I have some ‘spare’ HO brick that I can experiment on .. I think worth the effort as the normal ‘brick color’ often use is very “in your face” .. usually toned down with a wash of a light colored mortar color. In this case I am thinking to pre-toned down with a wash of a ‘pink-brown’ to darken the mortar joints. I will use acrylics for the brick and when dry use a wash with a solvent base so after that dries a Q-Tip damp with solvent can be stroked across the face of the brick to remove any tint on the surface and leaving the darker mortar.

Dark and Light

The problem with sampling the sun-lit wall is that this is not true color. We see this all the time when we look at a paint swatch outside and then again inside the house and it looks totally different. Color appears differently under the sun, incandescent, LED and Fluorescent all depending on the Color Temperature. Let’s go back to the building and sample bricks from the shadowed side.

The color in the shadow is strikingly different. This pretty much shows to me that an overcast day may well be the best time to photograph a building that you want to match color with.

A middle Ground

So .. if we consider the sun-lit wall and the shadowed wall as extremes .. then .. perhaps we can find a middle ground? What if we “mix” the colors and see what results.

The Sun-Lit wall has a RGB of #DEADA0 or R:222 G:173 B:160
The shadowed wall has a RGB of #52352F or R:82 G:53 B: 47
Combine and / 2 has a RGB of #987168 or R:152 G:113 B:104

We end up with a .. umm .. brick color. Does this have anything to do with reality? Got me. Was fun doing it but .. that’s a nice color!

Old Paint on Old Brick

Before we leave the Asylum let’s take time to look at this photo. The brick is red .. in fact .. “a bright Brick Red” where the paint has worn off the face of the brick. You have to look closely but there was a much older arched window that has been bricked up over the modern windows as was door. This is where the paint has come off of the brick face.

In the area below the window on the right is a much darker red brick where there isn’t paint the mortar is either missing or has darkened.

Around the left-side window more paint has worn off the older darker brick so it appears pink – again the mortar (or lack of) is very dark.

Replicating this would be interesting. I started to type ‘fun’ but thought better of it .. what is ‘fun’ to me is possibly an agony to others. My process would be to paint first with an acrylic and let that dry well. Solvent based washes would be used over that which when dry you can use a Q-Tip dampened in the solvent to remove the paint/wash/tint from the face of the brick while leaving the wash in the mortar. The acrylic is not affected by the solvent.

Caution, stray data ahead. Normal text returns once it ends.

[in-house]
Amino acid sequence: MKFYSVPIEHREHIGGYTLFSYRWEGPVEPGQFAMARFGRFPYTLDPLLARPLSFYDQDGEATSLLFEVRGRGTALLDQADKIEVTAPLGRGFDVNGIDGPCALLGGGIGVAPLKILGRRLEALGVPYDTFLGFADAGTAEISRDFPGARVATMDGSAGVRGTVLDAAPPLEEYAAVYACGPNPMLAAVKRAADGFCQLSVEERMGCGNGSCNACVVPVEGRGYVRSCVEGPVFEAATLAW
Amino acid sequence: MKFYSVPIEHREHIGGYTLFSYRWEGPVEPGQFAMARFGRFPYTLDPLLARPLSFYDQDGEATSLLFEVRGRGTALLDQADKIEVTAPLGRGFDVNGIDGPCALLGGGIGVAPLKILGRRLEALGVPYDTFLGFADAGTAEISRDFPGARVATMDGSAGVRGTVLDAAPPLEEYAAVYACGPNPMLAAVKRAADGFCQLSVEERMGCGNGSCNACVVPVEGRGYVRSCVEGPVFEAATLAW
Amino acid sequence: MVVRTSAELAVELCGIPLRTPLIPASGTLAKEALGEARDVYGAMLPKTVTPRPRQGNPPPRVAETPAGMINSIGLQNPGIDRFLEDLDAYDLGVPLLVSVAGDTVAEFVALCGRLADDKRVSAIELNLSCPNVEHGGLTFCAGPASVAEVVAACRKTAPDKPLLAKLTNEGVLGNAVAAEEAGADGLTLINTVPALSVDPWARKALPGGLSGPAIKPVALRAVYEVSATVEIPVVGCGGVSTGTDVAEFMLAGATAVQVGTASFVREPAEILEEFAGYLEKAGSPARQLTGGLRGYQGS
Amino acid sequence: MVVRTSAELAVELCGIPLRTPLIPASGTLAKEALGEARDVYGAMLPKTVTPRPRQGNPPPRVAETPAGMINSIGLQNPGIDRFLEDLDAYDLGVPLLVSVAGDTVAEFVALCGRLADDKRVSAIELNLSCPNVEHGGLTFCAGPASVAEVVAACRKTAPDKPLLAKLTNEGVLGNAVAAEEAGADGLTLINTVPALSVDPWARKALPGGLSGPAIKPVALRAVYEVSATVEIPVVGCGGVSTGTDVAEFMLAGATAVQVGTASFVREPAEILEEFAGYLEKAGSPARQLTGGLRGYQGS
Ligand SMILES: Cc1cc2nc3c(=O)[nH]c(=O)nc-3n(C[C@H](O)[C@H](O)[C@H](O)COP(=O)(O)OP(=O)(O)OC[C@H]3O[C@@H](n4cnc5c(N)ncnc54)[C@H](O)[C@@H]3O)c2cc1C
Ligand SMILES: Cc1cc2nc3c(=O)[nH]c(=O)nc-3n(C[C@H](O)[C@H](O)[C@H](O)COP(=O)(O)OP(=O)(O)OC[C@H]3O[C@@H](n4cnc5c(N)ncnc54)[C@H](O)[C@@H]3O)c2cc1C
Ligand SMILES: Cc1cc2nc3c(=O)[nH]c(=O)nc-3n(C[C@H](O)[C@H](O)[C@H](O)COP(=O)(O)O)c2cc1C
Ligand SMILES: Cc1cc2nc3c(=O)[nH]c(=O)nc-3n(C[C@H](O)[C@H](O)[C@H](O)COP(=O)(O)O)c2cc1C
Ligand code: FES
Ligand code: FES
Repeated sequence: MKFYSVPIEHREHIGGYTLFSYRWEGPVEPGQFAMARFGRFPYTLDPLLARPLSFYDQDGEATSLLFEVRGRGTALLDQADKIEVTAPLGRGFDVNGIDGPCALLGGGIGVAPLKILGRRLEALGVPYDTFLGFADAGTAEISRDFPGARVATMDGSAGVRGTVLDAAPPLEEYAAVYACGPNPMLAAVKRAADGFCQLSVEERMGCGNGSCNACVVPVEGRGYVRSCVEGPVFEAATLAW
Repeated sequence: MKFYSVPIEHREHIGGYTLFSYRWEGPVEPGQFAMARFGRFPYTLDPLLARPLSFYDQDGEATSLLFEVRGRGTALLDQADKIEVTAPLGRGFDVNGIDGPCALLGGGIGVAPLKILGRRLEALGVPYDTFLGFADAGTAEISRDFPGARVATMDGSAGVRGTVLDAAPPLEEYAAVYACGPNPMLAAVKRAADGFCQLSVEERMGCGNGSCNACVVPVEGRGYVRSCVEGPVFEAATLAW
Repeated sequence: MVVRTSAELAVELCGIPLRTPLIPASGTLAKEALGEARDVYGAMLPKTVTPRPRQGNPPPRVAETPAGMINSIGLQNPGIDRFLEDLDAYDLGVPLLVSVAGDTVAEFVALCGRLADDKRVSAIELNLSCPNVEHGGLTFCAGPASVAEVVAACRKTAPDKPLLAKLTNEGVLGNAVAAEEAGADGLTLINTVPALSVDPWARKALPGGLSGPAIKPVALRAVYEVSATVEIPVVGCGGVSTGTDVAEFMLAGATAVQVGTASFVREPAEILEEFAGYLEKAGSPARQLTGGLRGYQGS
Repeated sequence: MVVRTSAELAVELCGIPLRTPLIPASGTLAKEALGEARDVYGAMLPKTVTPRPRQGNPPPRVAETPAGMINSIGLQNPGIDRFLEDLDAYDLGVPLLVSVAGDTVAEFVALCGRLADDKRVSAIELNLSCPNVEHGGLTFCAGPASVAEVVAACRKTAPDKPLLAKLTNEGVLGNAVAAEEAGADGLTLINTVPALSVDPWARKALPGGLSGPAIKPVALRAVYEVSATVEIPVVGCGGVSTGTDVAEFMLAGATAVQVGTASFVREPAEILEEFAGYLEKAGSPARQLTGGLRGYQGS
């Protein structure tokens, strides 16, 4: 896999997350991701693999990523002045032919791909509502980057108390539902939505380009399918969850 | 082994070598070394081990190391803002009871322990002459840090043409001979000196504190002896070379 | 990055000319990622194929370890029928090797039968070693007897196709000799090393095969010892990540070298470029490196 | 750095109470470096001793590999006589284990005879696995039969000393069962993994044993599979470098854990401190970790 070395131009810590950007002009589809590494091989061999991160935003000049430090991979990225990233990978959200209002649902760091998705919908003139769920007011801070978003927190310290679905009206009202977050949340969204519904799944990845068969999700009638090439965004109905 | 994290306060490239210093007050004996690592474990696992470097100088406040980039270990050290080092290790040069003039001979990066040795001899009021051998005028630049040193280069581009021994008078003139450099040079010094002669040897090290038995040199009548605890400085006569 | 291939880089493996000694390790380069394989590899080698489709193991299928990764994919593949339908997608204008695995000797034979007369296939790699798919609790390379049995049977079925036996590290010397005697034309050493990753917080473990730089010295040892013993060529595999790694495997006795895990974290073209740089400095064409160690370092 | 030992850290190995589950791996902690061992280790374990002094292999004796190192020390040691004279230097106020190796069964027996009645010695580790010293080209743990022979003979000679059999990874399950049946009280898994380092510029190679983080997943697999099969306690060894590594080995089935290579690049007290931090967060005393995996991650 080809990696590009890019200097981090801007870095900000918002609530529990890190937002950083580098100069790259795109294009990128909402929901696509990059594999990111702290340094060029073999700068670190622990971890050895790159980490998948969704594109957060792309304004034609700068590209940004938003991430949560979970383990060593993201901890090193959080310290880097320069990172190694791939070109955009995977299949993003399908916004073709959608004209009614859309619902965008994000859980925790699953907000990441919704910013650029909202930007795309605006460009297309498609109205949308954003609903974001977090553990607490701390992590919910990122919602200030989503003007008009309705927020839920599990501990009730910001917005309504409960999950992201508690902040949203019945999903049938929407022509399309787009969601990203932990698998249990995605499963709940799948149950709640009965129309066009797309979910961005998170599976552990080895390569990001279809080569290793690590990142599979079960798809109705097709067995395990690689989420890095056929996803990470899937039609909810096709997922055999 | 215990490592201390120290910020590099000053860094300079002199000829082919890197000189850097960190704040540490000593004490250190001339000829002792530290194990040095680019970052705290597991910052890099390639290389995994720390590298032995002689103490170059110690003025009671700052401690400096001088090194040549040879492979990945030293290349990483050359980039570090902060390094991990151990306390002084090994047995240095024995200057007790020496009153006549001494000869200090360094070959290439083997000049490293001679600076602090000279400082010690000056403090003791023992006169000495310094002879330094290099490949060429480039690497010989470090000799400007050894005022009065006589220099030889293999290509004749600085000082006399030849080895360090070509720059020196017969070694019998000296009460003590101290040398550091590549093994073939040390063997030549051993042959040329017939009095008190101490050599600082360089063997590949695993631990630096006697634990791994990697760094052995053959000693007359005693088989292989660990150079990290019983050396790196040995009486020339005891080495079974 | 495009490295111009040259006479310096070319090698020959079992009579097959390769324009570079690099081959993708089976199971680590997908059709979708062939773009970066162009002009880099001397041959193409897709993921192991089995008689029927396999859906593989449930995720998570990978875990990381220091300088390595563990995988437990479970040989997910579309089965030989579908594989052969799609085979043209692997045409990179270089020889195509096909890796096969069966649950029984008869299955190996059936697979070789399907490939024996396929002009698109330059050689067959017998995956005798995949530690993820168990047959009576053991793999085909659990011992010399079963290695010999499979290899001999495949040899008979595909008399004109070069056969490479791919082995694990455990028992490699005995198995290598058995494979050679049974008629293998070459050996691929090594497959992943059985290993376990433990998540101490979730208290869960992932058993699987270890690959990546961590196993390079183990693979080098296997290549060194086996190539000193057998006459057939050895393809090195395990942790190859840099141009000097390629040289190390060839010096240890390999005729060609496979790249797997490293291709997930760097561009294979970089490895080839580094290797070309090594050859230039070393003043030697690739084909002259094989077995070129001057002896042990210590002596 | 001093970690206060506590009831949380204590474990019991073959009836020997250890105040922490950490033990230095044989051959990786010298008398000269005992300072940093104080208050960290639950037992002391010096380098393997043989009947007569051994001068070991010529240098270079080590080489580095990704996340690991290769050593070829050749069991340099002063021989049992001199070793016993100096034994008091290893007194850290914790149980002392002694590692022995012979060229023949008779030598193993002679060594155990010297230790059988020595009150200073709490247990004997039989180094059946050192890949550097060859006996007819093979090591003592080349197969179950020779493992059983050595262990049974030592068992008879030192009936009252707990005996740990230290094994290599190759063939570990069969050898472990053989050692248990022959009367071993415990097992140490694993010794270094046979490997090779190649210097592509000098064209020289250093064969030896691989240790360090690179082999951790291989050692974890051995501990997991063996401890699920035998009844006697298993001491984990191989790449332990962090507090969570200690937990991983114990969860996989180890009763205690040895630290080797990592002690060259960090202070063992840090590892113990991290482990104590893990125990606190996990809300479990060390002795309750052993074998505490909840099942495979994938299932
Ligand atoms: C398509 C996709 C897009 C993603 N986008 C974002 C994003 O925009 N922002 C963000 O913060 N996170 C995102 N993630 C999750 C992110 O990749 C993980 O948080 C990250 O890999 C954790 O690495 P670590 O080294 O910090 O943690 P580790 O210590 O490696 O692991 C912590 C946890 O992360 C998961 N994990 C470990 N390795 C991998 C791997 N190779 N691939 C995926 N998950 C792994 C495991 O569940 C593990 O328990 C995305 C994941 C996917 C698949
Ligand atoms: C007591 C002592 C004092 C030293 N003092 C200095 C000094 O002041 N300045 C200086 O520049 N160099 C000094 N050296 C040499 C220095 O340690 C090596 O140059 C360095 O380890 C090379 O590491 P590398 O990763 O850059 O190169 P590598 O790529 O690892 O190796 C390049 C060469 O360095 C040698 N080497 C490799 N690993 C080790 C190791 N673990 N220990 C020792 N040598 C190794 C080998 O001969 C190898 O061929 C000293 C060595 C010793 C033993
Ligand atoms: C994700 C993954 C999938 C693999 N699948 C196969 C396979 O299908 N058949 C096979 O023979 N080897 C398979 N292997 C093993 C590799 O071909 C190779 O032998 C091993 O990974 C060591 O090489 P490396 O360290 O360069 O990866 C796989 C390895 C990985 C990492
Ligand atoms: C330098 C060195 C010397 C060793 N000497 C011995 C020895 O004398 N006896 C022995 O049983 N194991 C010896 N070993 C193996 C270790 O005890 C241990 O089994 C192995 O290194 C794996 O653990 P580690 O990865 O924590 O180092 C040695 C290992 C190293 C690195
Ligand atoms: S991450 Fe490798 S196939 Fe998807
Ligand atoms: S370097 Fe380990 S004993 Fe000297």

• The unstained intact paint on the brick I would use an acrylic to cover the brick and mortar both
  • The pinkish brick around the left-hand window I would use a pink acrylic followed by a dark reddish solvent based wash and then the Q-Tip
  • The Dark Red brick .. I would paint with a dark red acrylic followed by a dark solvent wash and then excess tint removed from the brick face with a Q-Tip
  • The brighter bricked up windows and door I would use acrylic paint followed with a more opaque solvent based wash (color to match the intact paint) and then the Q-Tip

We can make our brick walls on our models much more interesting by simply re-creating something similar as this gives a ‘history’ to the building.

Prepping for Paint

When painting styrene I make sure to clean what I am painting well. There may be oils and other release agents left from the injection molding and oil from our hands. Luckily just yesterday bought a new toothbrush so I scrubbed the wall well with dish soap and warm water. When it had dried I looked to see what primer I had. I bemoan that Walmart cheapo 98¢ primer is not longer to be found – It may have sucked at say .. priming a car because it was so thin .. little filler .. but it was perfect for modeling. Oh well. Onway and upward .. or something.

Paint. In the end all the playing around with sampling photos and such had nothing to do with what I painted the wall with. I did what many of us do .. look what I had on hand. Krylon Colormaster Red Oxide Primer.

  1. Ignorance[]
  2. Top 10 Need to Know Brick Masonry Terms and more[][][]
  3. Technical Notes on Brick Construction[]
  4. Technical Notes on Brick Construction[]
  5. Technical Notes on Brick Construction[]
  6. RapidTables RGB Color Codes Chart[]

2 thoughts on “Milley Rail Inc.”

    1. Thanks. I picked up the enamel paint I am going to use for the mortar .. was catching up on things today and will be getting back to the build shortly. I also made good progress on the Dust Collector so that will be soon also.